ICRC Fears Hundreds More Could Die In Renewed Violence In Jonglei State

"We as humanitarians ultimately have limits on what we can say and do to preserve life, as COVID-19 has shown us. These incessant cycles of armed violence must stop."

ICRC Fears Hundreds More Could Die In Renewed Violence In Jonglei State

Wolde-Gabriel Saugeron, who leads the International Committee of the Red Cross’ team in Bor, Jonglei State, South Sudan, shares his fears that armed violence is erupting again, causing death, injury, and displacement.

Juba (ICRC)—Since I arrived in South Sudan in January, our team has witnessed two major eruptions of armed violence. We have entered a third and vicious round of fighting between armed youth that could – once again – result in hundreds dying, thousands being displaced and homes, crops, and all forms of livelihoods destroyed. We are hearing reports of smoldering tukuls in villages after fierce clashes as armed youth are said to be mobilizing across the state to carry out new attacks.

The COVID-19 pandemic limits how we at the International Committee of the Red Cross (ICRC) can safely carry out even life-saving humanitarian action to assist the families and communities we know will be devastated by the armed violence. Our fear is that should we see fighting erupt to the scale we saw over the last few months, more lives could be lost not only in the violence itself, but because we are not able to medevac the injured to the scale that we once could.

During the tragic episodes of violence in February and May, thousands of armed youth spent weeks mobilizing, preparing and trekking across Jonglei, which is about twice the size of Switzerland. By the time they reached already-fragile communities, weeks of whispers of imminent attacks had emptied towns and villages, leaving the elderly, women and children to bear the brunt of the attacks.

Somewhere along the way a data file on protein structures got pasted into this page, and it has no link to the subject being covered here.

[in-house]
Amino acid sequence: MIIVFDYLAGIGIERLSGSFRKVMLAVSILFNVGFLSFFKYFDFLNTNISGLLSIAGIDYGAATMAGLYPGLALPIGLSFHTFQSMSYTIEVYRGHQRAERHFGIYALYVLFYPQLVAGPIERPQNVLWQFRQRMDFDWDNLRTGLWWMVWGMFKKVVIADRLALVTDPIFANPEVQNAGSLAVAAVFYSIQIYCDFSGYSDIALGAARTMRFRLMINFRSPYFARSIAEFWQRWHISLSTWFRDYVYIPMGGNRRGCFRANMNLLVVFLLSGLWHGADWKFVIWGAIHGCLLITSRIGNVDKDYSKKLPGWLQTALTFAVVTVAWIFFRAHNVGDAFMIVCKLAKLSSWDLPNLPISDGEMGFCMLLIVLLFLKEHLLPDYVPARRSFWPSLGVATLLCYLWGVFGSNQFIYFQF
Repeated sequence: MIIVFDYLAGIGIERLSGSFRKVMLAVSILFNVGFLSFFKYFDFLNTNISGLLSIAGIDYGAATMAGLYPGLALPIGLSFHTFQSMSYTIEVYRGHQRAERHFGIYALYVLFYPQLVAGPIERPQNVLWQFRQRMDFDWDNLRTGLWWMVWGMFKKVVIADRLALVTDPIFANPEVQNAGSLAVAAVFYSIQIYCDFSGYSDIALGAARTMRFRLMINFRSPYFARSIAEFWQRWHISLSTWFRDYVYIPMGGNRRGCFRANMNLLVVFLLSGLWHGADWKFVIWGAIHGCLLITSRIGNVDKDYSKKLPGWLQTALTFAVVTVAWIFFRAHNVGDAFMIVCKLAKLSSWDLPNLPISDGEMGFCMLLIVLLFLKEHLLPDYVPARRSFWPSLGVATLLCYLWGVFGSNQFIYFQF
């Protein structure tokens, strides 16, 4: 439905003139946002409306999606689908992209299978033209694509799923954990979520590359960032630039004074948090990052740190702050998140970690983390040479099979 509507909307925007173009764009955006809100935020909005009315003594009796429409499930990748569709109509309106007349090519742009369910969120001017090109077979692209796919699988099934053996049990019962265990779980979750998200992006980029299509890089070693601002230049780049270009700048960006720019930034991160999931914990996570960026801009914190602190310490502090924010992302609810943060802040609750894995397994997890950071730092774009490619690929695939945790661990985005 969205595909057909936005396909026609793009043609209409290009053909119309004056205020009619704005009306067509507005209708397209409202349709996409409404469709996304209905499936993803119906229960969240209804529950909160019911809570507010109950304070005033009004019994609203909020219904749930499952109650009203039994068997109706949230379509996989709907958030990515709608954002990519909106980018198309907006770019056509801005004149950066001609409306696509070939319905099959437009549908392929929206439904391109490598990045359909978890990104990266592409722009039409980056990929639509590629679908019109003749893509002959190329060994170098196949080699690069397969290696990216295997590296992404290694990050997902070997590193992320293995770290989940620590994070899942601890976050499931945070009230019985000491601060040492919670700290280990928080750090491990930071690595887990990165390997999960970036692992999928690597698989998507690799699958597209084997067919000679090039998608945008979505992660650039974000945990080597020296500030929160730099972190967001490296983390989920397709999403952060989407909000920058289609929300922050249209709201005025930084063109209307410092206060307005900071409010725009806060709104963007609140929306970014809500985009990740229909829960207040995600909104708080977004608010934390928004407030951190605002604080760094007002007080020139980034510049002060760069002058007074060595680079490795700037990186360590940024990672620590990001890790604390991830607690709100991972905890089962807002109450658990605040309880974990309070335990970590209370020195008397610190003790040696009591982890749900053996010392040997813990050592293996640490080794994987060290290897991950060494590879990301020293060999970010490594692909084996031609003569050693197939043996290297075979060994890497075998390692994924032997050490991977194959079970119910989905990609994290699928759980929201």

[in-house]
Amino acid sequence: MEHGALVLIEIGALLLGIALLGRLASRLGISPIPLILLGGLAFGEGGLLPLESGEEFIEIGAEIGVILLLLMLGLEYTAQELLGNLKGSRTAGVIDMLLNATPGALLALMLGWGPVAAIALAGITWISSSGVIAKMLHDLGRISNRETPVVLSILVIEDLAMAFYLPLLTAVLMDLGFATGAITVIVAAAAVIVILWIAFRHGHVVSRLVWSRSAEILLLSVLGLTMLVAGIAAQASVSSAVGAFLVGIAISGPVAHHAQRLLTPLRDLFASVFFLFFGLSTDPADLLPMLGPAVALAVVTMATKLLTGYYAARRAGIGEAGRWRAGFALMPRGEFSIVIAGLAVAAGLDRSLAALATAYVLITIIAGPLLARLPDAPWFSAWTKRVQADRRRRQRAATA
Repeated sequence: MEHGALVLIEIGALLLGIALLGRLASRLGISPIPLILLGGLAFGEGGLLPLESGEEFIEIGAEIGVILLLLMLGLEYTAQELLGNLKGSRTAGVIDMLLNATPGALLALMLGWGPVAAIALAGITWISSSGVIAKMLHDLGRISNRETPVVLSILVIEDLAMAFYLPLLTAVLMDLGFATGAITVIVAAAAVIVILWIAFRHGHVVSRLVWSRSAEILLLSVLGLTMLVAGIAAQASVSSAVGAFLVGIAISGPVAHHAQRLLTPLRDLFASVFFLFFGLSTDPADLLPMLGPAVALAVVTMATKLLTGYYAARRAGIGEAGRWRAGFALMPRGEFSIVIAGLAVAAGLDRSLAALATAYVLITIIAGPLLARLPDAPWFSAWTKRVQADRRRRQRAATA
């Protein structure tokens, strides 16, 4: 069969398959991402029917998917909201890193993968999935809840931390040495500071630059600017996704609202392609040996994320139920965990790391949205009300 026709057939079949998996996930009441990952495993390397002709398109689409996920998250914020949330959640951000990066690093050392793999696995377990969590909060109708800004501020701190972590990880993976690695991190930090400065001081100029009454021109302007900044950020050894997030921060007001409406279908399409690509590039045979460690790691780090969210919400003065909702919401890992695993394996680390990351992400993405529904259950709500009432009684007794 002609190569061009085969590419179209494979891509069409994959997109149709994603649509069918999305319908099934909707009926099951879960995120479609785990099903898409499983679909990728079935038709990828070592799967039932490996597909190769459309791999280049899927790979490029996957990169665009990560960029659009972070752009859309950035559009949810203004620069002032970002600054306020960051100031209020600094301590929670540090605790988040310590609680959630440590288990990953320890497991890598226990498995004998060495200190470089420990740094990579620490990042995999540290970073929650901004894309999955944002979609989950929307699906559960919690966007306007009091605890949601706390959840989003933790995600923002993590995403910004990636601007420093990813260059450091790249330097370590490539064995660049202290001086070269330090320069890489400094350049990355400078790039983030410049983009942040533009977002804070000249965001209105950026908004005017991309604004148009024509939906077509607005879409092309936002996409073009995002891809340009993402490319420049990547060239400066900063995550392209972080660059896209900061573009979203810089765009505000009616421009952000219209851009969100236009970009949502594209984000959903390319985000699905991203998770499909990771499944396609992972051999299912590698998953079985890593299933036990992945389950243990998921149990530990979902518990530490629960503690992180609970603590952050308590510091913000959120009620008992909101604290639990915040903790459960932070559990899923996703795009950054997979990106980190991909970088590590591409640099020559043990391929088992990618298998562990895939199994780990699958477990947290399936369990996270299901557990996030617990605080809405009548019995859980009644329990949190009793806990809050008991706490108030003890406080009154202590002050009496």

My colleagues had to triage wounded patients in a health centre in May. Those who could not find space in the building laid under the scorching sun with relatives gathered around them trying to chase away the flies from their open wounds in a desperate attempt to ease their pain.

In these situations, we cannot evacuate everyone in need to the medical facilities we run in Akobo and Juba for surgery. We must select the patients that meet the criteria our surgeons set and consider the difficult and sensitive security situation which can impact whether our planes and helicopters can land. We do our best to explain to pleading relatives why we can take some wounded and not others. At times like these, doing your best is not enough when you must choose to save few out of many.

For days now, our teams in Jonglei have been on-edge as the rumours of the third major eruption of armed violence become a terrifying reality. Unlike earlier this year, our ability to respond to medical and other humanitarian needs in the community has been hampered by the deadly COVID-19 pandemic. Our hospitals are full. COVID-19 means that we need to create more space between our hospital beds, which has reduced the number of people we can accommodate in our wards by 30%. We cannot carry out any new medical evacuations of severely wounded patients until some of the beds free up.

Like the communities we serve, we are also anxious and tired. Our surgical teams are working overtime, with national and international travel restrictions making it difficult to bring in reinforcements. On top of this tiredness, there is the terrible sense of seeing the communities slipping back inexorably towards violence – a violence that no-one seems willing or able to prevent, despite the pattern of death, injury, and destruction it will surely bring.

This year began with hopes rising after some positive steps in South Sudan’s peace process. From where we sit today in Jonglei State, the security and safety that peace is meant to bring to families and communities is slipping from their grasp. They need and deserve it most. We as humanitarians ultimately have limits on what we can say and do to preserve life, as COVID-19 has shown us.
These incessant cycles of armed violence must stop.

 

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